Sexually Transmitted Diseases/Small raised ring on shaft of penis


QUESTION: Hello, I'm wondering about a few small raised rings on my penis and if it could be a STD. It's been there for a couple months and when I get an erection or pull the skin back it still appears to be there. They're also soft, skin colored, and have clearly defined edges for the most part.


ANSWER: Hello Matt,
"A photograph is worth a thousand words," especially since a lot of skin conditions can match your description, and I'm not sure what you mean when you say, "raised rings."  You also didn't mention whether you are sexually active or not, whether your partner has anything as well, whether you have any other skin problems elsewhere, and whether they affect your ability to have sex.

Follow-up with an in focus snapshot closeup, with bright light.  

Good luck!

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QUESTION: I am sexually active and use a condom for vaginal sex but not oral sex with just one partner. I had a wart on my finger and recently had it removed. The rings do not affect my ability to have sex. They're located right on my circumcision scar I think and underneath my penis. So there is some loose skin around the area.

Hi Again, Matt,
In the first photo, the linear soft slightly bluish thing is one of the superficial veins on distal shaft of your penis.  Where your thumb begins extending downward and to the right of the photo, is excessive slightly pigmented skin wrapping around the shaft, is where your circumcision was.  Both are absolutely normal, and are nothing to worry about.  I can't see anything else that looks like what you've described as "rings".  If I missed what you are referring to, please let me know!

Good luck!

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Mark P. Behar


Almost any question or concern about gay men's health issues, sexually transmitted infections, abnormal Pap smears, anal cytology (anal "Pap smears"), etc. There is no such thing as “d/d free” or “clean” (free of infection), so why do so many of us deceive ourselves into thinking that some people are indeed totally free from a potentially infectious disease, like HIV, herpes, hepatitis, syphilis, chlamydia, warts, gonorrhea, etc., just because they say so? Clinical laboratory tests are not perfect, and having a “negative” or “nonreactive” test does not mean that a person is free from infection. Perhaps at the moment the test was taken, the person was uninfected; or, perhaps, the test wasn’t sensitive enough to detect presence of the infection. There is really no way that anyone can determine that they are truly “disease free,” and there are over a hundred of infectious conditions that can be spread without your knowing anything. Rather than trying to “pre-screen” or “serosort” a potential sex-mate with deceptive questions that are impossible to know by today’s technologies, a wiser option may be to consider everyone infected with something, and either use appropriate protective measures (“safer sex”), or accept the responsibility and consequences of possibly “catching” something from someone who’s hotter than expected (pun intended!). There is much research that supports the contention that an HIV positive person reliably taking HIV medications, and having an undetectable viral load, presents a lower risk for transmission of HIV than people who may think or say they are HIV negative, but are not. Food for thought!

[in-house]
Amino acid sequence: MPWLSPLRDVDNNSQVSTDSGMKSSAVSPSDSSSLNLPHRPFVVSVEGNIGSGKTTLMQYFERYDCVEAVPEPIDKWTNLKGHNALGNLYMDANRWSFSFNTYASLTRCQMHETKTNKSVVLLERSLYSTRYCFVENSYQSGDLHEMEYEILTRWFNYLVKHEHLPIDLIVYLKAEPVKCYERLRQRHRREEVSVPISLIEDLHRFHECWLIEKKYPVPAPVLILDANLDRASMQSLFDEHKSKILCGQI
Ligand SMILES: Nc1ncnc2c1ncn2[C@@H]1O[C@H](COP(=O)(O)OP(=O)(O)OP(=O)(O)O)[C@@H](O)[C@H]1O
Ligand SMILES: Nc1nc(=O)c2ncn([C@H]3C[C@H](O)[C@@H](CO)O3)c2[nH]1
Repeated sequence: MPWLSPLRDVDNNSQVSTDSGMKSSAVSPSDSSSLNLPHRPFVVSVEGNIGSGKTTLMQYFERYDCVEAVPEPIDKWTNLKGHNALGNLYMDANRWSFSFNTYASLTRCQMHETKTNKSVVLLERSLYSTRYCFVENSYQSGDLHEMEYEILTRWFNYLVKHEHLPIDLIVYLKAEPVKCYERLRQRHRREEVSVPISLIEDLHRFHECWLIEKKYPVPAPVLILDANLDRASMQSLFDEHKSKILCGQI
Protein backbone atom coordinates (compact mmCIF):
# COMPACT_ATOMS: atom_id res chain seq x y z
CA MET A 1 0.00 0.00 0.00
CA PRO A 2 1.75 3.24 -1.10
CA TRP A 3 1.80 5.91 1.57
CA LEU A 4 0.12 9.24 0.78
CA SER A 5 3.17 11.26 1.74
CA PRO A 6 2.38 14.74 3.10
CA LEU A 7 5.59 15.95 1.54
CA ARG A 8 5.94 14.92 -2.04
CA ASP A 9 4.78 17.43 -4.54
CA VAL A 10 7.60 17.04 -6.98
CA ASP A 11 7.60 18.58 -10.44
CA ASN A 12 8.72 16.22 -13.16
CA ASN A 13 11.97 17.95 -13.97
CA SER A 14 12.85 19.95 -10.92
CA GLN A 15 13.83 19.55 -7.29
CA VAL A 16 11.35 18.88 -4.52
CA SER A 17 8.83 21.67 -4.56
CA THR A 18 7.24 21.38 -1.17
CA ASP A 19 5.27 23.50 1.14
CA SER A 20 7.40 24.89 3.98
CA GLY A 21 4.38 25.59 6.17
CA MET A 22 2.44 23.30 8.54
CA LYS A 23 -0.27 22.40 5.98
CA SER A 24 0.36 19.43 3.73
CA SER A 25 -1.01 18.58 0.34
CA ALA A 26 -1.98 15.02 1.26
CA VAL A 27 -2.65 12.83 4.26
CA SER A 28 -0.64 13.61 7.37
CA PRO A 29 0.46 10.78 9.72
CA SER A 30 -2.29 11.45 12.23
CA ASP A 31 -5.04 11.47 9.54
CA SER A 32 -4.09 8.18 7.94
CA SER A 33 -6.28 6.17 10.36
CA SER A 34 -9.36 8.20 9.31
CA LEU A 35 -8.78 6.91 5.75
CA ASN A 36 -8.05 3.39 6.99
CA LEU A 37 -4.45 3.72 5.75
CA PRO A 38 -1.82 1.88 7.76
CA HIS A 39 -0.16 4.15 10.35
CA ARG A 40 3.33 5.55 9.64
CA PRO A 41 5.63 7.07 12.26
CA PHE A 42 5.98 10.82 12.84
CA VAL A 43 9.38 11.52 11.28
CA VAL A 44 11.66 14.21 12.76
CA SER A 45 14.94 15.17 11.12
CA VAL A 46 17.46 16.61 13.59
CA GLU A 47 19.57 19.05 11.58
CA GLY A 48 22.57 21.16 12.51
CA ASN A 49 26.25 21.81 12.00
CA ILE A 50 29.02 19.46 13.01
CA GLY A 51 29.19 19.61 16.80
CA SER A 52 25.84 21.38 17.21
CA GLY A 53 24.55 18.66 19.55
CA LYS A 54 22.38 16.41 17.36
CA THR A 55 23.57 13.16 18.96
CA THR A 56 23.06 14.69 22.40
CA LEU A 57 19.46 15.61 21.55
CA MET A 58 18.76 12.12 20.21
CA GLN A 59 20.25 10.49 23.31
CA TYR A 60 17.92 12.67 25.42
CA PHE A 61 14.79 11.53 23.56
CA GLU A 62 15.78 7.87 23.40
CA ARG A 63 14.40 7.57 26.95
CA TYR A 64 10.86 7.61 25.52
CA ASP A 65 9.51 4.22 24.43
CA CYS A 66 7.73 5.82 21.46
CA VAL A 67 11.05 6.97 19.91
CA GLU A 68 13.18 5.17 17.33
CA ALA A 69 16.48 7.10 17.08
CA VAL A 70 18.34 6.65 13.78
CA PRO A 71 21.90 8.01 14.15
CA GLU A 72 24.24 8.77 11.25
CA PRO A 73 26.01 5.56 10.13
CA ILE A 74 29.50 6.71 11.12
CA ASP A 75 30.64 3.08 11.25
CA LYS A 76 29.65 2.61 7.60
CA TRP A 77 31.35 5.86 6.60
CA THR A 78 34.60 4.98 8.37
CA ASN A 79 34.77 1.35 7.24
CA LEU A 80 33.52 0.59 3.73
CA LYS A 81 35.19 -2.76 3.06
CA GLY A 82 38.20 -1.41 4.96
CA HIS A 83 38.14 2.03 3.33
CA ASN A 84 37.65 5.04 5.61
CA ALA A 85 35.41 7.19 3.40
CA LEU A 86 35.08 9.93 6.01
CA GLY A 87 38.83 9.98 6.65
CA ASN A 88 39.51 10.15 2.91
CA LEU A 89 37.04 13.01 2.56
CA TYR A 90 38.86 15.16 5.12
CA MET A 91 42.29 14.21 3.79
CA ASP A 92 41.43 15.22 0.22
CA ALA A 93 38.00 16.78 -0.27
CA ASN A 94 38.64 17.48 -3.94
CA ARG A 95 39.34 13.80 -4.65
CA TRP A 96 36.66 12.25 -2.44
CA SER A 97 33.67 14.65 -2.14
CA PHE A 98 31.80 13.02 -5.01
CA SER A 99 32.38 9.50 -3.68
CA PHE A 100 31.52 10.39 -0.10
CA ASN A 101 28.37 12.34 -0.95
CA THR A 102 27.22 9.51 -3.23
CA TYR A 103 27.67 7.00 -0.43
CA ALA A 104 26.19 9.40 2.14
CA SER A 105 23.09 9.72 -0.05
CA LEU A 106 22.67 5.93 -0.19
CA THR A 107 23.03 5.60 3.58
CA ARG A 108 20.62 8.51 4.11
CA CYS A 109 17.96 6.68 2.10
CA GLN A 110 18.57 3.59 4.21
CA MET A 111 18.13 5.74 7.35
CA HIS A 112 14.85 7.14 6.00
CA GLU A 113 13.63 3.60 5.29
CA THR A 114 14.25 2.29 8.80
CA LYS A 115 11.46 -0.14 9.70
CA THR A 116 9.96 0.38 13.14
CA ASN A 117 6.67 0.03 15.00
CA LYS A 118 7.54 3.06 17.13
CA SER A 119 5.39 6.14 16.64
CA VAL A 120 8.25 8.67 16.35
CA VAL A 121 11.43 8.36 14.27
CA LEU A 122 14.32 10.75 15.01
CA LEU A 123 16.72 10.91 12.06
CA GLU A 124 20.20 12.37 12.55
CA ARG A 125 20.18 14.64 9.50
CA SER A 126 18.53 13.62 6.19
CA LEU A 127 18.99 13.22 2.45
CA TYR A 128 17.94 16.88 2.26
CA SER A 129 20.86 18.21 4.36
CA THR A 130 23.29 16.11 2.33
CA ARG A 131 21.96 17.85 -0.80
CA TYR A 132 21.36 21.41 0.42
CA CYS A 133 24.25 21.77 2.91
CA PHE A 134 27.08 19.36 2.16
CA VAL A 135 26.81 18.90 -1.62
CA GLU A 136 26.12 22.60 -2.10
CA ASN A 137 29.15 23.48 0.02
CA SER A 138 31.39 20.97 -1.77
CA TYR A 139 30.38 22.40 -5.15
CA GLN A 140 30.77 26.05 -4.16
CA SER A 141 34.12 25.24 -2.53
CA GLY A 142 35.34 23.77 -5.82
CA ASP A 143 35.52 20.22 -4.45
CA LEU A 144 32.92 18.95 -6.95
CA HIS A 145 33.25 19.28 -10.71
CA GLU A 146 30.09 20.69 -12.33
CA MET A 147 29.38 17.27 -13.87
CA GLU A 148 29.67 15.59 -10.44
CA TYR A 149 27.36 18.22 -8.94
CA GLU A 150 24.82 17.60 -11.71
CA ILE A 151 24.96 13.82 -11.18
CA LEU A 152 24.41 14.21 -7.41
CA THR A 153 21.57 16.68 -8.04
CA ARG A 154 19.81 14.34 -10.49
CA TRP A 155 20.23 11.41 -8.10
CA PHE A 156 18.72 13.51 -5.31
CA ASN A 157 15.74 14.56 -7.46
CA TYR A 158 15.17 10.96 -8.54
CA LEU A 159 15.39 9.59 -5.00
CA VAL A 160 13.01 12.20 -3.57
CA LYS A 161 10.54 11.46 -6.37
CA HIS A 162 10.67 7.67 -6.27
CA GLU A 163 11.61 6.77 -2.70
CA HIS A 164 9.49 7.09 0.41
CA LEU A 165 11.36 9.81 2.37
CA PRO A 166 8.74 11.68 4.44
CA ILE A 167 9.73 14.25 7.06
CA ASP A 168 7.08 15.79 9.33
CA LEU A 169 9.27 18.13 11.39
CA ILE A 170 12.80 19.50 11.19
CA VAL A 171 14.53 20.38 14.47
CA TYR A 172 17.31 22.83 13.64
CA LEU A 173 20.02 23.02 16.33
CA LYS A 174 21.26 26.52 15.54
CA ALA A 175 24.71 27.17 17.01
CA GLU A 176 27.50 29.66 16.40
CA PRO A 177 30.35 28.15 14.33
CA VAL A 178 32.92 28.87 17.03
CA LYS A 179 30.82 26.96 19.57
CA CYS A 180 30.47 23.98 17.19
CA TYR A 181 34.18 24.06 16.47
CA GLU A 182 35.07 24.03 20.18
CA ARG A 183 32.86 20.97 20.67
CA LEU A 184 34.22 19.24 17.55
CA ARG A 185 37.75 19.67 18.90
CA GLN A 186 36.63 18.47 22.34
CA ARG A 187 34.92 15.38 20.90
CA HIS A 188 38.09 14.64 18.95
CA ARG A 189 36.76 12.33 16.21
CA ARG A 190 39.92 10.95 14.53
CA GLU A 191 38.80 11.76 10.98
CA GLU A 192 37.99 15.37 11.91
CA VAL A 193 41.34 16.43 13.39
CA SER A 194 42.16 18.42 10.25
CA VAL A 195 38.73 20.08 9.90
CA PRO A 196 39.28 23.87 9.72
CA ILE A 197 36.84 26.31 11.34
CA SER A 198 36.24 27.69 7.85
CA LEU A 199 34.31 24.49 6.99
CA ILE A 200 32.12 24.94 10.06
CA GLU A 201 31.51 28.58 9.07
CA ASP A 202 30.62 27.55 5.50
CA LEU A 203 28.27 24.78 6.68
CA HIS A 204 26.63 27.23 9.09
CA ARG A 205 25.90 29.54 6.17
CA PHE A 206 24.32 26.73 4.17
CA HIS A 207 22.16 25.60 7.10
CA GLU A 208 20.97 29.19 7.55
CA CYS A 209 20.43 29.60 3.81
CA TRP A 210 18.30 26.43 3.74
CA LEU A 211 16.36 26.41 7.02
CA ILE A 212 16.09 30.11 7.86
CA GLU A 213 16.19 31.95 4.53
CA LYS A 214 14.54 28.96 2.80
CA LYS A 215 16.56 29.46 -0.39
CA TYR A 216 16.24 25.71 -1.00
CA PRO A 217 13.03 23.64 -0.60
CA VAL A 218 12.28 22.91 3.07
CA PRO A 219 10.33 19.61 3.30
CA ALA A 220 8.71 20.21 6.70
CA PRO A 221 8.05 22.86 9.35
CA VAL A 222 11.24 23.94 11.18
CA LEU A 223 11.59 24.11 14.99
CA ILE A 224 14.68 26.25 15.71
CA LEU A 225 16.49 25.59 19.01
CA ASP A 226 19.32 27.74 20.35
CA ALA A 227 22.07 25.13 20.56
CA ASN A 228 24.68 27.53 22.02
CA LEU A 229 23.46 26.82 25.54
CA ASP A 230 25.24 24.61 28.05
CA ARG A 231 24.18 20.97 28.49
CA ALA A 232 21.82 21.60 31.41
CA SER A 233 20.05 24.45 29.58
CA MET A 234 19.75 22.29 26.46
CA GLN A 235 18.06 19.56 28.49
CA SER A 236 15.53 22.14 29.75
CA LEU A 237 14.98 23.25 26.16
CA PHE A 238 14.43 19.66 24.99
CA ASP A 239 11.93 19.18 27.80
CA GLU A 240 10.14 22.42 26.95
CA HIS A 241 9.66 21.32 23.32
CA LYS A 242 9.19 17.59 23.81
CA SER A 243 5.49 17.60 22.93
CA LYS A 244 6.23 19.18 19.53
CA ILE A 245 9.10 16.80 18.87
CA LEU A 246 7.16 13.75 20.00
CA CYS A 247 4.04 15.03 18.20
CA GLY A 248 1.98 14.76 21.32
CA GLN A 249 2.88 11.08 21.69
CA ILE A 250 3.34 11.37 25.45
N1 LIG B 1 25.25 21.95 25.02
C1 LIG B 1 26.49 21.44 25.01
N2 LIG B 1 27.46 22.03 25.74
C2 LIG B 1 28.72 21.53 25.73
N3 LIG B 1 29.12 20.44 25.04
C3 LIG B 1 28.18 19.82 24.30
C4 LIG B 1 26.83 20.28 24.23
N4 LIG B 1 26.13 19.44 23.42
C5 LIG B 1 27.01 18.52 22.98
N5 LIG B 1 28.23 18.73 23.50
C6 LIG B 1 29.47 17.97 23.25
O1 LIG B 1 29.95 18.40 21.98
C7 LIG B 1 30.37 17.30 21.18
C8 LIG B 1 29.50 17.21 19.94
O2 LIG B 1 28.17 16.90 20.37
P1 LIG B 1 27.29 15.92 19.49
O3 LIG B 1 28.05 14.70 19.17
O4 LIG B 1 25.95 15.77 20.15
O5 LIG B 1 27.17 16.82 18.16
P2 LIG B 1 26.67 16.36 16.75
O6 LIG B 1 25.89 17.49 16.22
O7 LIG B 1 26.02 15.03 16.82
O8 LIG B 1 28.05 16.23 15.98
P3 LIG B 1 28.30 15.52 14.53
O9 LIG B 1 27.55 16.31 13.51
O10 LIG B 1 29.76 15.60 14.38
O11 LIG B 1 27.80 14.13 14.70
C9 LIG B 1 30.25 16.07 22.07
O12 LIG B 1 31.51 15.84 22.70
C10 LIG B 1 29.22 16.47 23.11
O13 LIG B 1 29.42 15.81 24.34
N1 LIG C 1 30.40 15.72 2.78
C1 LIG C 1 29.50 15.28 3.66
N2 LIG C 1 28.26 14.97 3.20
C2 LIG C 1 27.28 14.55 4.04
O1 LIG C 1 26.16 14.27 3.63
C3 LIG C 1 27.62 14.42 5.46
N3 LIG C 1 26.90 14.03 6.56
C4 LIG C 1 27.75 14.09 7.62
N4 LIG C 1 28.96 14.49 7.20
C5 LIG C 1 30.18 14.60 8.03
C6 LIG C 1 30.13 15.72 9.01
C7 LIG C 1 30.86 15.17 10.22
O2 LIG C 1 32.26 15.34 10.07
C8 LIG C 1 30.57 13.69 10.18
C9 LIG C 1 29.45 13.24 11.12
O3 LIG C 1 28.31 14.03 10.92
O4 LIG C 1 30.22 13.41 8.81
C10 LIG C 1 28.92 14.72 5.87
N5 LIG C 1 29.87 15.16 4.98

Family Practice PA since 1981; Volunteer Clinician for Brady East STD (BESTD) Clinic, Milwaukee, since 1977; answered STD questions submitted to their web site. Professionally lectured at national and regional Physician Assistant and Nurse Practitioner conferences, and at national gay & lesbian health conferences on topics including HIV/AIDS, herpes, hepatitis, STDs, human papilloma virus (the cause of venereal warts), abnormal Pap smears, gay and lesbian health issues, among others.

Co-Founder, Lesbian, Bisexual, & Gay Physician Assistant Caucus of the American Academy of Physician Assistants, Inc.; American Academy of Physician Assistants; Wisconsin Academy of Physician Assistants; National Co-Chair (2012-16), National Association of Black and White Men Together: A Gay, Multiracial Organization for All People (NABWMT)

Journal of the American Academy of Physician Assistants (JAPA) Q Visions, Quarterly Newsletter of the NABWMT

Bachelor's of Arts, 1972 (University of Wisconsin, Milwaukee, WI) Graduate Credits Experimental Psychology, 1972-75 (Tulane University, New Orleans, LA) Physician Assistant, Bachelor's of Science, 1981 (George Washington University, Washington, DC); Masters in Physician Assistant Studies, 2000 (University of Nebraska Medical Center, Omaha, NE)

Awards and Honors
Colposcopy Recognition Award (CRA), the American Association of Colposcopy and Cervical Pathology; Distinguished Fellow, Clinical Preceptor, American Academy of Physician Assistants; Fellow, Wisconsin Academy of Physician Assistants

Past/Present Clients
Brady East STD Clinic, Milwaukee, WI Milwaukee Health Services, Inc. (Martin Luther King Heritage Health Center), Dept. of Family Medicine and Early Intervention Program for HIV Infected Persons

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